Donate books to help fund our work. Learn more→

The Rudolf Steiner Archive

a project of Steiner Online Library, a public charity

Karma of Untruthfulness II
GA 173b

Lecture X

25 December 1916, Dornach

Yesterday we began by considering the Baldur myth which, as we saw, goes back to ancient customs, and it is precisely such considerations that make clear for us how Christianity had to, and indeed should, link on to what mankind had previously understood. The three great festivals of the year, as they are still celebrated today, are very much linked with things which have slowly and gradually come about during the course of human evolution. We can only completely understand what still wants to express itself in the Christmas, Easter and Whitsun Mysteries if we do not shy away from linking these things with the thinking and feeling and experience of mankind gradually developing during the course of evolution. We saw how the Christ idea goes back to early, early times.

To understand this more exactly you only need to call before your soul what is contained in the book The Spiritual Guidance of Man and Humanity. There you will learn how the foundation of the Christ idea can be traced back to the mysteries of the spiritual worlds. In the book is shown the path followed in the spiritual worlds by the Being Who underlies the Christ idea before He revealed Himself in physical human incarnation at a certain point in earthly evolution. In coming to grips with these concepts concerning the spiritual guidance of mankind it is possible to sense what connection, or even lack of connection, there exists between anthroposophical spiritual science and ancient Gnosis. To describe the path of Christ through the spiritual worlds in the way it is done in The Spiritual Guidance of Man and Humanity would not yet have been possible for ancient Gnosis. But this ancient Gnosis also had its own image of Christ, its Christ idea. It was capable of drawing sufficient understanding out of its atavistic or clairvoyant knowledge to comprehend the Christ in a spiritual way, saying: In the spiritual world there is an evolution; the hierarchies—or, as Gnosis put it, the aeons—follow one another; and one such aeon is the Christ. Gnosis showed how, as aeon after aeon evolved, Christ gradually descended and revealed Himself in a human being. This can be shown even more clearly today, and you may read about it in the book The Spiritual Guidance of Man and Humanity.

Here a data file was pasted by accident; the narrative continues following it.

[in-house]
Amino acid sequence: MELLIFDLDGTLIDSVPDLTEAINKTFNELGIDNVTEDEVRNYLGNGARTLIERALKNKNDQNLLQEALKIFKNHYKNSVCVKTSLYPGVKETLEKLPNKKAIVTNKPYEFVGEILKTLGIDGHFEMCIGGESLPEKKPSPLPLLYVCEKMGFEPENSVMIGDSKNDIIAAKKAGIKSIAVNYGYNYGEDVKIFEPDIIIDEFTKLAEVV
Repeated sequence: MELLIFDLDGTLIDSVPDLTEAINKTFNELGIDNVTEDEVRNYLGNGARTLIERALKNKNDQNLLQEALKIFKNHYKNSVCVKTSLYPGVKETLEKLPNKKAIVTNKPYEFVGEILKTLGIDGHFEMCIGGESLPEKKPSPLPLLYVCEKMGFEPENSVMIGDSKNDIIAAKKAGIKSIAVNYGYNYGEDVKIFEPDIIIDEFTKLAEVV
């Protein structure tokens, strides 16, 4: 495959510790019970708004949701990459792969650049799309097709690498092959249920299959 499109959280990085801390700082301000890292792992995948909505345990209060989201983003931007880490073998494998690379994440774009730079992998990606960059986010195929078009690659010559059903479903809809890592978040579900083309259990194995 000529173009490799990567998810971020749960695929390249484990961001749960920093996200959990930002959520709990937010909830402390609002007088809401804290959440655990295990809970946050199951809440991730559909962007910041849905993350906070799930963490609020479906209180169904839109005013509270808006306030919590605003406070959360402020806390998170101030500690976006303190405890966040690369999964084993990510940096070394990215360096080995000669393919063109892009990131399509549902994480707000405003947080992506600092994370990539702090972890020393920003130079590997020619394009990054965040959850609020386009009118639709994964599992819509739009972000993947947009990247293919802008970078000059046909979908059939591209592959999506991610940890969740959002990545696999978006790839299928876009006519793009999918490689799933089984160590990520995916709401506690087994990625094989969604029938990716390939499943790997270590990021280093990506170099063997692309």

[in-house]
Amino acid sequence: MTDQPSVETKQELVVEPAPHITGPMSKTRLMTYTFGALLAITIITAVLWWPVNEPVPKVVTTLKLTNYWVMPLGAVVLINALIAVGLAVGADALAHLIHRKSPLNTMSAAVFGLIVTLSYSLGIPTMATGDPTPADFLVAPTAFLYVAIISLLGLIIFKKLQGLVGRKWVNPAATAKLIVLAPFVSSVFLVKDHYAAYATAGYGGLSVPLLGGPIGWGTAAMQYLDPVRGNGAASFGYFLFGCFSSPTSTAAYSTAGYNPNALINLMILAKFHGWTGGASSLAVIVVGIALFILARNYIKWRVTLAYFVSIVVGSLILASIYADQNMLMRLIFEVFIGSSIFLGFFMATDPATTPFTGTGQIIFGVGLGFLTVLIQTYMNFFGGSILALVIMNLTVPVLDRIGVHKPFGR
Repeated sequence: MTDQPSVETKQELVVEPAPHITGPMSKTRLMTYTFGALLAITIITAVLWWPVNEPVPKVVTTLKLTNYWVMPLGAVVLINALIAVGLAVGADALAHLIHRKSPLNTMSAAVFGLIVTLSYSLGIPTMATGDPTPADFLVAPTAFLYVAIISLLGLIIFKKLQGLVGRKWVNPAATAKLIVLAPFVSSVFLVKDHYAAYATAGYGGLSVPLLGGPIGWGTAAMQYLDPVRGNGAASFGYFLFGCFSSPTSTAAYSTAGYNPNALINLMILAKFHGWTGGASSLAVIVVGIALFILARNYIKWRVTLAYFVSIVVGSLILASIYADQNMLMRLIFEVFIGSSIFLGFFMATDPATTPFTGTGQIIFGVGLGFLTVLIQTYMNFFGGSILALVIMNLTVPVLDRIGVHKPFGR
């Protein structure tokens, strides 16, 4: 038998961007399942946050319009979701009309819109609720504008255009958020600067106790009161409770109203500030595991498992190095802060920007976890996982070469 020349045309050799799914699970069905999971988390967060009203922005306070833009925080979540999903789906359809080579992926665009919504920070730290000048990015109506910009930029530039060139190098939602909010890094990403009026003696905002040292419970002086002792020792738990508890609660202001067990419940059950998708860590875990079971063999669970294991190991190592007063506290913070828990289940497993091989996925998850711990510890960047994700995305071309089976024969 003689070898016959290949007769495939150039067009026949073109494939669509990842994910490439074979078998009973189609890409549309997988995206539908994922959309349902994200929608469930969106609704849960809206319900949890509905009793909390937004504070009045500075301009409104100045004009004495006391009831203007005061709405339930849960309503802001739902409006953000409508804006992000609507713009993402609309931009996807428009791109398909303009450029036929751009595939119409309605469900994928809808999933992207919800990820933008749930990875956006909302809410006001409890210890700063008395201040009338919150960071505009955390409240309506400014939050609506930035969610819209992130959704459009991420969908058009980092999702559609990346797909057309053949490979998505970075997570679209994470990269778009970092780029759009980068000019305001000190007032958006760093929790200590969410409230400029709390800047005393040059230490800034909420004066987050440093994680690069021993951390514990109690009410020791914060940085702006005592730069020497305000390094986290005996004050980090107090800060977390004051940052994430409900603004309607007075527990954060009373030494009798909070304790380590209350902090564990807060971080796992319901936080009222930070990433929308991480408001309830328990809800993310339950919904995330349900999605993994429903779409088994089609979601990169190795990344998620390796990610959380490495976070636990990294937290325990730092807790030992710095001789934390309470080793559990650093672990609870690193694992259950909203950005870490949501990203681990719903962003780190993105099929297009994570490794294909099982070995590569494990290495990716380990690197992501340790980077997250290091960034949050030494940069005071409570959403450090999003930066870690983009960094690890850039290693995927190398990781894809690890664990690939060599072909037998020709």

It is good, in our spiritual scientific Movement, to feel many aspects of the deeper connections in order to free oneself of purely personal affairs. For in this fifth post-Atlantean period mankind has reached a stage in evolution at which it is very difficult for the individual to escape from his personal affairs. The individual is in danger of mixing up his personal instincts and passions with what is common to mankind as a whole.

Even the various festivals have deteriorated into purely personal affairs because mankind has lost the earnestness and dignity which alone make it possible to approach the spiritual world in the right way. It is perfectly natural in our fifth post-Atlantean period, in which man is supposed to comprehend himself to a certain extent and become independent, that there should exist such a danger of man to some extent losing his connections with the spiritual world. In earlier times man was aware of his connections with the spiritual world, yet unaware of certain other things, such as I pointed out yesterday. Today man is, above all, unaware of those things I have mentioned in these lectures by saying: People are no longer inclined to pay attention to them; they allow them to pass by without being concerned about them.